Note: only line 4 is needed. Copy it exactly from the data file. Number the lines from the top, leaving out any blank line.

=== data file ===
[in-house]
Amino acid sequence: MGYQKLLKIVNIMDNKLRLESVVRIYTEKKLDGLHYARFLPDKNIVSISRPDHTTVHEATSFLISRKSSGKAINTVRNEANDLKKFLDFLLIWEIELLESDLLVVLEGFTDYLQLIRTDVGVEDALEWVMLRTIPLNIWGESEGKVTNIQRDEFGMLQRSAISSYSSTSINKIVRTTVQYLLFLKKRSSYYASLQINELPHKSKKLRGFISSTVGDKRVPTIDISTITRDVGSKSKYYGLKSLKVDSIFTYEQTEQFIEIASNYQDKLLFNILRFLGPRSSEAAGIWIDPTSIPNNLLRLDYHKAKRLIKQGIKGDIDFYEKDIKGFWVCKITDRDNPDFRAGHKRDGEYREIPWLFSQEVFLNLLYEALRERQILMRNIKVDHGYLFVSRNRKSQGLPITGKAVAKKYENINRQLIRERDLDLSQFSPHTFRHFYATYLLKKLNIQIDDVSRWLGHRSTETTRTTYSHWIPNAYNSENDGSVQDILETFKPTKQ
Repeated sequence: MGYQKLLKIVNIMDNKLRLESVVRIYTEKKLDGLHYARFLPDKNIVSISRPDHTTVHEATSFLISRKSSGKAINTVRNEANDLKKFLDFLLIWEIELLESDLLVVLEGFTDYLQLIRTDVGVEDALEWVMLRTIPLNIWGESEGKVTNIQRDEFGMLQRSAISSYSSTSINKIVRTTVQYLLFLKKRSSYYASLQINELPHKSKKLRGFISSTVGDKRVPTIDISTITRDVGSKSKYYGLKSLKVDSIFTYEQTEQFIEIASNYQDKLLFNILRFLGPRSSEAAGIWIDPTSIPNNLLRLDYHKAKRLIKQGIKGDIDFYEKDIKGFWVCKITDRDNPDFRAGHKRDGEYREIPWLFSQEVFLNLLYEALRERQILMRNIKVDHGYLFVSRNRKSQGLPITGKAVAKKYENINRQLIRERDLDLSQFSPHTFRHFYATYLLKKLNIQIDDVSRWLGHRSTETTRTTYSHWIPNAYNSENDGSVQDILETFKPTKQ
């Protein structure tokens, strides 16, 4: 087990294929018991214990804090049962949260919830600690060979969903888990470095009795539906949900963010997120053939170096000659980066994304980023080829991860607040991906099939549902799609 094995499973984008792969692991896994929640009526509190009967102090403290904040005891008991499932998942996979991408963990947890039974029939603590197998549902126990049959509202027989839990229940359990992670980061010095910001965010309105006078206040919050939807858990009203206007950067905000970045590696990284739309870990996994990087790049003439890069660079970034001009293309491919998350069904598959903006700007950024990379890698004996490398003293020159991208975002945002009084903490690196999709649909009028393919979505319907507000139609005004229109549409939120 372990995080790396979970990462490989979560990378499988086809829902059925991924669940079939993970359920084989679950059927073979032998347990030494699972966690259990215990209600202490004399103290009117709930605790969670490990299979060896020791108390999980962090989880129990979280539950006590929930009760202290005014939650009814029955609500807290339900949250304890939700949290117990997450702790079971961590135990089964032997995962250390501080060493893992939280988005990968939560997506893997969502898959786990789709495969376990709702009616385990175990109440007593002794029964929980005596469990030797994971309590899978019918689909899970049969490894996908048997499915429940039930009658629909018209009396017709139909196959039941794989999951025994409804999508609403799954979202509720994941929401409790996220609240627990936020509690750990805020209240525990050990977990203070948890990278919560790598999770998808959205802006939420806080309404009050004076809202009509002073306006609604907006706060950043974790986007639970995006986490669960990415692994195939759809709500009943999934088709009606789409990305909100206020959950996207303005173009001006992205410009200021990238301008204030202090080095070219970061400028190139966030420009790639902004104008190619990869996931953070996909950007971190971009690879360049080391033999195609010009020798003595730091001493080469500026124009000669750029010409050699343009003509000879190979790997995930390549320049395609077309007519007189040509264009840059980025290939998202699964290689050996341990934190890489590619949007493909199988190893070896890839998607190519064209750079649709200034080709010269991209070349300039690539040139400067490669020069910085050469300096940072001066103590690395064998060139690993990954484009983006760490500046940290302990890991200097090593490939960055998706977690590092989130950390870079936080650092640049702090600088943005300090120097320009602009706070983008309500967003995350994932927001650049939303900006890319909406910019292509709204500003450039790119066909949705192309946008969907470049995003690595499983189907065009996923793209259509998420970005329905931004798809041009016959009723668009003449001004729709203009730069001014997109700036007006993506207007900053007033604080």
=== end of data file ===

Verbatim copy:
């Protein structure tokens, strides 16, 4: 087990294929018991214990804090049962949260919830600690060979969903888990470095009795539906949900963010997120053939170096000659980066994304980023080829991860607040991906099939549902799609 094995499973984008792969692991896994929640009526509190009967102090403290904040005891008991499932998942996979991408963990947890039974029939603590197998549902126990049959509202027989839990229940359990992670980061010095910001965010309105006078206040919050939807858990009203206007950067905000970045590696990284739309870990996994990087790049003439890069660079970034001009293309491919998350069904598959903006700007950024990379890698004996490398003293020159991208975002945002009084903490690196999709649909009028393919979505319907507000139609005004229109549409939120 372990995080790396979970990462490989979560990378499988086809829902059925991924669940079939993970359920084989679950059927073979032998347990030494699972966690259990215990209600202490004399103290009117709930605790969670490990299979060896020791108390999980962090989880129990979280539950006590929930009760202290005014939650009814029955609500807290339900949250304890939700949290117990997450702790079971961590135990089964032997995962250390501080060493893992939280988005990968939560997506893997969502898959786990789709495969376990709702009616385990175990109440007593002794029964929980005596469990030797994971309590899978019918689909899970049969490894996908048997499915429940039930009658629909018209009396017709139909196959039941794989999951025994409804999508609403799954979202509720994941929401409790996220609240627990936020509690750990805020209240525990050990977990203070948890990278919560790598999770998808959205802006939420806080309404009050004076809202009509002073306006609604907006706060950043974790986007639970995006986490669960990415692994195939759809709500009943999934088709009606789409990305909100206020959950996207303005173009001006992205410009200021990238301008204030202090080095070219970061400028190139966030420009790639902004104008190619990869996931953070996909950007971190971009690879360049080391033999195609010009020798003595730091001493080469500026124009000669750029010409050699343009003509000879190979790997995930390549320049395609077309007519007189040509264009840059980025290939998202699964290689050996341990934190890489590619949007493909199988190893070896890839998607190519064209750079649709200034080709010269991209070349300039690539040139400067490669020069910085050469300096940072001066103590690395064998060139690993990954484009983006760490500046940290302990890991200097090593490939960055998706977690590092989130950390870079936080650092640049702090600088943005300090120097320009602009706070983008309500967003995350994932927001650049939303900006890319909406910019292509709204500003450039790119066909949705192309946008969907470049995003690595499983189907065009996923793209259509998420970005329905931004798809041009016959009723668009003449001004729709203009730069001014997109700036007006993506207007900053007033604080």